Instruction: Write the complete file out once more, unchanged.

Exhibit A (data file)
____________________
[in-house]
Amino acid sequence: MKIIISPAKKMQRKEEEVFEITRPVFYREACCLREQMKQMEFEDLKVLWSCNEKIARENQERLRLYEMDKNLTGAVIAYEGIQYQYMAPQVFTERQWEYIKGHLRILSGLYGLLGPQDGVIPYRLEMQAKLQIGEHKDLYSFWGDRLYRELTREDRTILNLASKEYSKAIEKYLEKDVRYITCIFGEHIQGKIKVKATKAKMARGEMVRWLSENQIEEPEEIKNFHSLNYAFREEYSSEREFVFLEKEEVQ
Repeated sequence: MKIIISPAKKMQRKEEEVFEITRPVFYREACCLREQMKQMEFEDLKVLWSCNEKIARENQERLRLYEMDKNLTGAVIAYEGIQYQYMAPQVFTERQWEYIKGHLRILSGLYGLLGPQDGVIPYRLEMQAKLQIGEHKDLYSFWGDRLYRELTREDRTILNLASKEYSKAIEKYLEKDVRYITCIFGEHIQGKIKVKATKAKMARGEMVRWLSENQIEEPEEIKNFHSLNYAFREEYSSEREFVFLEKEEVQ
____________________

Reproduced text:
[in-house]
Amino acid sequence: MKIIISPAKKMQRKEEEVFEITRPVFYREACCLREQMKQMEFEDLKVLWSCNEKIARENQERLRLYEMDKNLTGAVIAYEGIQYQYMAPQVFTERQWEYIKGHLRILSGLYGLLGPQDGVIPYRLEMQAKLQIGEHKDLYSFWGDRLYRELTREDRTILNLASKEYSKAIEKYLEKDVRYITCIFGEHIQGKIKVKATKAKMARGEMVRWLSENQIEEPEEIKNFHSLNYAFREEYSSEREFVFLEKEEVQ
Repeated sequence: MKIIISPAKKMQRKEEEVFEITRPVFYREACCLREQMKQMEFEDLKVLWSCNEKIARENQERLRLYEMDKNLTGAVIAYEGIQYQYMAPQVFTERQWEYIKGHLRILSGLYGLLGPQDGVIPYRLEMQAKLQIGEHKDLYSFWGDRLYRELTREDRTILNLASKEYSKAIEKYLEKDVRYITCIFGEHIQGKIKVKATKAKMARGEMVRWLSENQIEEPEEIKNFHSLNYAFREEYSSEREFVFLEKEEVQ